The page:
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The Big Ship Sails

Rhyme & History

THE BIG SHIP SAILS ON THE ALLY-ALLY-OH

The big ship sails on the ally-ally-oh
The ally-ally-oh, the ally-ally-oh
Oh, the big ship sails on the ally-ally-oh
On the last day of September.

The captain said it will never, never do
Never, never do, never, never do
The captain said it will never, never do
On the last day of September.

The big ship sank to the bottom of the sea
The bottom of the sea, the bottom of the sea
The big ship sank to the bottom of the sea
On the last day of September.

We all dip our heads in the deep blue sea
The deep blue sea, the deep blue sea
We all dip our heads in the deep blue sea
On the last day of September.

The words of the Nursery Rhyme and children's song, 'The big ship sails... ' have only been suggestedto have the following meaning. Little is known about the origins of the song, but we have speculated on possible origins

Nursery Rhyme Origins

The rhyme and song was often sang by children playing skipping games, the lyrics suited the ritual chants for children 'jumping in' the skipping ropes. Perhaps the term 'big ships' provide a clue to the origins.  The Manchester Ship canal was opened in 1894 and is the eighth-longest ship canal in the world, being only slightly shorter than the Panama Canal in Central America. The MSC was built for ocean-going ships - there were only six ships in the world too big to use the Ship Canal. These big ships started their journeys on the canal which led to the sea.  The Manchester Ship Canal connected Manchester, W England, with the Mersey estuary at Eastham, Birkenhead. Perhaps this is the origin of the song...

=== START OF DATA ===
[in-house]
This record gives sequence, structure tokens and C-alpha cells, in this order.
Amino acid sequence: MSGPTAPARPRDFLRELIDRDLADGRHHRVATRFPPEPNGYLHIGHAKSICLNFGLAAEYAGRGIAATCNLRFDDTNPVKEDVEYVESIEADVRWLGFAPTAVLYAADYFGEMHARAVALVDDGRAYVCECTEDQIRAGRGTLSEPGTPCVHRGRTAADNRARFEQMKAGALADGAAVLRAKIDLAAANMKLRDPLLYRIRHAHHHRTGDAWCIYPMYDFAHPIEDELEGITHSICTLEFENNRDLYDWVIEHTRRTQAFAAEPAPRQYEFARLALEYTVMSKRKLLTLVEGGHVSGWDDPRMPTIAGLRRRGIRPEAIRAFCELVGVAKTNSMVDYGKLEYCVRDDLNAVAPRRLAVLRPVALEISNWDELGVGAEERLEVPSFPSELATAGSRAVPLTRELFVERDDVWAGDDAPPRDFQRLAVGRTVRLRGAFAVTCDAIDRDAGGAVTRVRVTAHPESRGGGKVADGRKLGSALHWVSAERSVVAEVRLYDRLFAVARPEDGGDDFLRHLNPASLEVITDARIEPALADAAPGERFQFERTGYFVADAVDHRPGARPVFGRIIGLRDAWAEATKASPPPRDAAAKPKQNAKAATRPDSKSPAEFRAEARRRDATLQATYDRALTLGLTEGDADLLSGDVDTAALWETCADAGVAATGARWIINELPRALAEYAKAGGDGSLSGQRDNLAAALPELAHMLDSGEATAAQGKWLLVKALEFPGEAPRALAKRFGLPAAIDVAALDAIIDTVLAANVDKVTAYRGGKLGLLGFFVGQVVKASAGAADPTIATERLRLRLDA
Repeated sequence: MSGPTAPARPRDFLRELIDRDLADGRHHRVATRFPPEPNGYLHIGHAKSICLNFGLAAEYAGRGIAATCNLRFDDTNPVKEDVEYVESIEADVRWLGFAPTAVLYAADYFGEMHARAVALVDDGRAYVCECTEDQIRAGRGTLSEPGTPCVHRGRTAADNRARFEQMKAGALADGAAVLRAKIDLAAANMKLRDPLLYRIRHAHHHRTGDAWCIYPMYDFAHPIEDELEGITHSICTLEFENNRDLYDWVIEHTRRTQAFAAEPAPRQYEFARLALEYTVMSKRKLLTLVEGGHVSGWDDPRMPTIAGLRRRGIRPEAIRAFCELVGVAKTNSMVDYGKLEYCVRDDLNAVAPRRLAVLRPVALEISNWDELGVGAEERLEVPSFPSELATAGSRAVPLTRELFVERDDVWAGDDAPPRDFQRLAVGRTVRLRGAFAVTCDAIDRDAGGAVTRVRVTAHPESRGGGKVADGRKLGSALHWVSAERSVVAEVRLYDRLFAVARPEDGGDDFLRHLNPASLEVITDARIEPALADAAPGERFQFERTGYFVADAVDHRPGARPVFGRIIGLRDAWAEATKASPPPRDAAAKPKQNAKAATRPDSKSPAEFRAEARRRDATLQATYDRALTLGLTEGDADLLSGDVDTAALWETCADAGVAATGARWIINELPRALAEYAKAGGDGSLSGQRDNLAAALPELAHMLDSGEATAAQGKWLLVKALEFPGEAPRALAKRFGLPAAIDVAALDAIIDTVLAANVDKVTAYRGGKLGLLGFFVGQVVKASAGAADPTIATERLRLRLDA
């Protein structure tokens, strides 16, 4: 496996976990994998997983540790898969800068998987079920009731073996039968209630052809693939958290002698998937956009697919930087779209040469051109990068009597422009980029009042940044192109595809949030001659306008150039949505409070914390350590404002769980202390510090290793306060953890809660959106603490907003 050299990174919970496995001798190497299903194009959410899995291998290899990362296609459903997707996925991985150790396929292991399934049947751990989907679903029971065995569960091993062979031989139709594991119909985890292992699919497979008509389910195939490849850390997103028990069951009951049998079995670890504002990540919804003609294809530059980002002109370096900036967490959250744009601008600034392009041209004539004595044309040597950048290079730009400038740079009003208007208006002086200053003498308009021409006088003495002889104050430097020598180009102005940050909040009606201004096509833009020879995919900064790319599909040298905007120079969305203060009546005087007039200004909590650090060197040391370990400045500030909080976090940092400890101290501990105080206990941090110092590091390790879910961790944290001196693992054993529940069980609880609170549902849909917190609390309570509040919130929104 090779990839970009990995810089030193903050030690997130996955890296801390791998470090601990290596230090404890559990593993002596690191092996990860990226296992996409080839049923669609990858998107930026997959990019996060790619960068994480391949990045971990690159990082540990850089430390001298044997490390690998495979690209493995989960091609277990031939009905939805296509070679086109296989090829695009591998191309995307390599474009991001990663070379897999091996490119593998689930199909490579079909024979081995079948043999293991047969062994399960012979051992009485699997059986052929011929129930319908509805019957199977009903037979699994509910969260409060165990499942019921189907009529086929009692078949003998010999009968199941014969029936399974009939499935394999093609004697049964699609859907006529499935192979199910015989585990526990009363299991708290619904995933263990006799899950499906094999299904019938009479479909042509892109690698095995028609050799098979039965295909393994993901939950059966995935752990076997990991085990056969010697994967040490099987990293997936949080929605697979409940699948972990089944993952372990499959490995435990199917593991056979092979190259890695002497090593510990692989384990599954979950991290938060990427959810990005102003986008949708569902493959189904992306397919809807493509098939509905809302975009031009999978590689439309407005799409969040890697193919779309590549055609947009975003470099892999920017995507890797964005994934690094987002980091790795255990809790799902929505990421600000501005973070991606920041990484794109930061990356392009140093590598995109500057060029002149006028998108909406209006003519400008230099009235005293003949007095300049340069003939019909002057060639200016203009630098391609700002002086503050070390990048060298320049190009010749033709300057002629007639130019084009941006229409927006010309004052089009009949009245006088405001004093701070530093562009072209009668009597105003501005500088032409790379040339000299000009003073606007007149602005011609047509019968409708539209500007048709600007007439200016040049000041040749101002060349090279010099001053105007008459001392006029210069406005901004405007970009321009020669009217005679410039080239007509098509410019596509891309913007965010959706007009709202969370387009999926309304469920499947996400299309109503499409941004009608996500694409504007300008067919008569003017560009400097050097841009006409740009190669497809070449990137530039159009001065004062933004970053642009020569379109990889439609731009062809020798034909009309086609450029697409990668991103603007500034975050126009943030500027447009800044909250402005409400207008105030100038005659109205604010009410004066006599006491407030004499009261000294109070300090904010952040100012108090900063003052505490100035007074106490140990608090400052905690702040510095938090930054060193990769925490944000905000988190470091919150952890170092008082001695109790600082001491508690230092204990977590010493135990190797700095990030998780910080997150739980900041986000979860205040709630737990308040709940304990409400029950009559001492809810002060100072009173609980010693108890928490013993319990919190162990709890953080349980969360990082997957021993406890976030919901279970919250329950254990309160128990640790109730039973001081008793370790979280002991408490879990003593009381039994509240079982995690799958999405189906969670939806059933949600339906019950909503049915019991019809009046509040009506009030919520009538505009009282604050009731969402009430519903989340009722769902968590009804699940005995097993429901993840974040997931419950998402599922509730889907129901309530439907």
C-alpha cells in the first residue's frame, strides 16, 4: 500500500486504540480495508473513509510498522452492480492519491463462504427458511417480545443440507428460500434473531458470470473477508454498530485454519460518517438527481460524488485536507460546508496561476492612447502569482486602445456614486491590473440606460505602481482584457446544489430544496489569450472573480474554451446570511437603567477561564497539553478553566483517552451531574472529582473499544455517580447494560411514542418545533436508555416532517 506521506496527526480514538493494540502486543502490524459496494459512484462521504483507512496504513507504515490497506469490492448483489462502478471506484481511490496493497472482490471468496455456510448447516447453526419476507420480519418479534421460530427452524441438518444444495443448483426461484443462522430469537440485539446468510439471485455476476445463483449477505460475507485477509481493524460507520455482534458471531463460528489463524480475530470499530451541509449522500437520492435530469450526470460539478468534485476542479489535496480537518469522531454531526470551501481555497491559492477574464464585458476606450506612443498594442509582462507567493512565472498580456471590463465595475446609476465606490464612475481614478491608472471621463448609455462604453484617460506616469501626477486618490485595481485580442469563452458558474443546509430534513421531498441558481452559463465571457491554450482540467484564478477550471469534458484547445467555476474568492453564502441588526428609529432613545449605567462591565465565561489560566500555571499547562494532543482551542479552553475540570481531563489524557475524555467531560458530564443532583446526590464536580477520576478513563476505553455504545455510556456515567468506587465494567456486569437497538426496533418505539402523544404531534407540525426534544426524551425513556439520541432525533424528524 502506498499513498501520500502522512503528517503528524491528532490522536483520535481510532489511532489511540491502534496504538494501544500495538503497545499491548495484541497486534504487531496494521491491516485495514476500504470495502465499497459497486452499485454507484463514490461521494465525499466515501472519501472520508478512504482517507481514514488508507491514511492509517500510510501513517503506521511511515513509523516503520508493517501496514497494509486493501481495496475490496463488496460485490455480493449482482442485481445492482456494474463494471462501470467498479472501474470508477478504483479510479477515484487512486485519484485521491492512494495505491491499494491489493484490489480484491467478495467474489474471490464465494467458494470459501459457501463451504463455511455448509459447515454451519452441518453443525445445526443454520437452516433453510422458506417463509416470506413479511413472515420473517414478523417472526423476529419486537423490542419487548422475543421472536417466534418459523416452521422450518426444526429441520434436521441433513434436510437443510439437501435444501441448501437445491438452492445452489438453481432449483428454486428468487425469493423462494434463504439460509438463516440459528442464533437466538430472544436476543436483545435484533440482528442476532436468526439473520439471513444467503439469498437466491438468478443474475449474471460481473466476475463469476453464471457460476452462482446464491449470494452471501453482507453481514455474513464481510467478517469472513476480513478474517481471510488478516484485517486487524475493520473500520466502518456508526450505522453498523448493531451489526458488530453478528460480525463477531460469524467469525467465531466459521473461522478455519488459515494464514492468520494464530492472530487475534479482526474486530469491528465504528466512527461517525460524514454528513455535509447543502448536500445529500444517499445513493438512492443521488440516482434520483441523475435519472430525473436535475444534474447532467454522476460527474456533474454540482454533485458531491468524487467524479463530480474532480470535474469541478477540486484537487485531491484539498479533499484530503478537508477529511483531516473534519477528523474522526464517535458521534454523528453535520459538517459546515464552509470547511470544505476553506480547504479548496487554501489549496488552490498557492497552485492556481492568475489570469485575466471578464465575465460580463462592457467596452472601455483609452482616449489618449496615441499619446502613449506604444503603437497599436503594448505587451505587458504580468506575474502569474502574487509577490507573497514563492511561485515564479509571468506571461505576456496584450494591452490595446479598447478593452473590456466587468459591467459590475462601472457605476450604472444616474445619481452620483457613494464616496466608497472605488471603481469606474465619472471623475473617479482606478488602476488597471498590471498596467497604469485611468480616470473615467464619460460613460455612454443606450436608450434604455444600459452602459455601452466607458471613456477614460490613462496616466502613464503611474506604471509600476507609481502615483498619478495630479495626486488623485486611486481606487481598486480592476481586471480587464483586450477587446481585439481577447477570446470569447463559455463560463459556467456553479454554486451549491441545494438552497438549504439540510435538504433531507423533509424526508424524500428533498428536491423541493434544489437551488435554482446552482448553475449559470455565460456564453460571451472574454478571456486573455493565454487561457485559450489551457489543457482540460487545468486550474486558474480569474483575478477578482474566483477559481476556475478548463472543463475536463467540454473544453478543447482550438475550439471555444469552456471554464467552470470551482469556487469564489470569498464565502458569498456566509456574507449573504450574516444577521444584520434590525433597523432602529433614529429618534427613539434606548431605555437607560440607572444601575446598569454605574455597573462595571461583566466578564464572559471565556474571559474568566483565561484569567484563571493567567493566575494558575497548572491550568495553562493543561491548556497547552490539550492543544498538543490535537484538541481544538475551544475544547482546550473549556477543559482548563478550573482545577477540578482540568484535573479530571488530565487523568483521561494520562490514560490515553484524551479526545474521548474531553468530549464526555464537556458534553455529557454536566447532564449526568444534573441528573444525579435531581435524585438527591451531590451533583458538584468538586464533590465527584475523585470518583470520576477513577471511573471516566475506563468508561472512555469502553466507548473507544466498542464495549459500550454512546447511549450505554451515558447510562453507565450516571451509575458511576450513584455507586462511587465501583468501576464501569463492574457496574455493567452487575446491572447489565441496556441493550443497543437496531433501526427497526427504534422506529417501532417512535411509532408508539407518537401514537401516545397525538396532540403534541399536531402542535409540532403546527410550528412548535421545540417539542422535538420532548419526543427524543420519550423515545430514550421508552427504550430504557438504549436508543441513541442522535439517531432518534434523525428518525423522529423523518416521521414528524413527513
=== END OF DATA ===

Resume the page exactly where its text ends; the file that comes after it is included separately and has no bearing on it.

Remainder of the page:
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An Apple a Day
An Apple a Day Nursery Rhyme / Poem

The simple meaning behind the sentiment expressed in 'An apple a day' poem is one to encourage the child to eat healthily and wisely that is An apple a day! Although perhaps 'Doctor' could be replaced with 'Dentist' in a modern day version of this poem of "An apple a day" - delicious! The author of the poem "An apple a day" is unknown and the first publication date has been untraceable.

Poem - An apple a day keeps the Doctor away

An apple a day keeps the doctor away
Apple in the morning - Doctor's warning
Roast apple at night - starves the doctor outright
Eat an apple going to bed - knock the doctor on the head
Three each day, seven days a week - ruddy apple, ruddy cheek
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Cry Baby Bunting Rhyme
The origins - lullaby lyrics for this poem "Cry Baby Bunting"

The lyrics of the poem "Cry Baby Bunting" were not intended to be important - it was the sound of the music to accompany it! The song "Cry Baby Bunting" would be sung softly to a young child as a lullaby. Perhaps to explain the disappearance of Father to a crying child! Earliest traceable publication 1784. There is however a version of this lullaby which clearly has American roots - please see lyrics below.

Poem - Cry Baby Bunting

Cry Baby Bunting
Daddy's gone a-hunting
Gone to fetch a rabbit skin
To wrap the Baby Bunting in
Cry Baby Bunting

Alternative Lyrics

Bye, baby bumpkin
Where’s Tony Lumpkin
My lady’s on her death-bed,
For eating half a pumpkin
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The Sandman

Rhyme & History

The Sandman's coming in his train of cars
With moonbeam windows and with wheels of stars
So hush you little ones and have no fear
The man-in-the-moon he is the engineer

The railroad track tis a moonbeam bright
That leads right up into the starry night

So put on you 'jamas and say your prayers

The words of the Nursery Rhyme, 'The Sandman ' have been kindly provided by a friend of mine. He believes that they are incomplete, so if anyone can provide any additional words, please let us know! The 'wheel of stars' referred to in the rhyme might refer to Ezekiel's Wheels which were used to highlight the forgotten method of finding the sun's position at night and thus keeping the time, the missing method was by gearing two great imaginary spinning wheels of stars.    
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Christmas is Coming Rhyme
Nursery Rhyme & History

The charitable lyrics of "Christmas is coming" poem!
The lyrics of the poem "Christmas is coming" associate the Christmas feast with geese which are eaten in traditional English Christmas feasts. The meaning that is conveyed to a child in "Christmas is coming" is that the festive period is where each should give to charity, according to their means... even if all they could give was their blessing (If you haven't got a penny...)

History of the Penny!